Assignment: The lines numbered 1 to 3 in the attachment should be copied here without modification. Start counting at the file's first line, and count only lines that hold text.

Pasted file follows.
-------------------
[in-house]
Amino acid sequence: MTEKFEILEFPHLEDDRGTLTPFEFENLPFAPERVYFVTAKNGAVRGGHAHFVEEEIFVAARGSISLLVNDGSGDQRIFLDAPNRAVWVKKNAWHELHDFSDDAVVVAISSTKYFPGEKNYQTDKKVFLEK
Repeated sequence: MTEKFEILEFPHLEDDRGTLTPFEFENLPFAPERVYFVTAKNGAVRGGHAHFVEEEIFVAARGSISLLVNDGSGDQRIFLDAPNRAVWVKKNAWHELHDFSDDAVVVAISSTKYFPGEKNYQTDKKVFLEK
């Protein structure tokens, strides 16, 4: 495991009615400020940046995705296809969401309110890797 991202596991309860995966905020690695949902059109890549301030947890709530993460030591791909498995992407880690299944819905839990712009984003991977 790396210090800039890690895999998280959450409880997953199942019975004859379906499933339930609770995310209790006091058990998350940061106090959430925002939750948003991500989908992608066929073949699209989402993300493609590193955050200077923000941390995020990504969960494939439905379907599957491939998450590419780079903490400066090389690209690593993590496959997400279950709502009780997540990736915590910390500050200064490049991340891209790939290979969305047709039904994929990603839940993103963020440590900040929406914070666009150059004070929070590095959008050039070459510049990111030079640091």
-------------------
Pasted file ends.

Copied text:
[in-house]
Amino acid sequence: MTEKFEILEFPHLEDDRGTLTPFEFENLPFAPERVYFVTAKNGAVRGGHAHFVEEEIFVAARGSISLLVNDGSGDQRIFLDAPNRAVWVKKNAWHELHDFSDDAVVVAISSTKYFPGEKNYQTDKKVFLEK
Repeated sequence: MTEKFEILEFPHLEDDRGTLTPFEFENLPFAPERVYFVTAKNGAVRGGHAHFVEEEIFVAARGSISLLVNDGSGDQRIFLDAPNRAVWVKKNAWHELHDFSDDAVVVAISSTKYFPGEKNYQTDKKVFLEK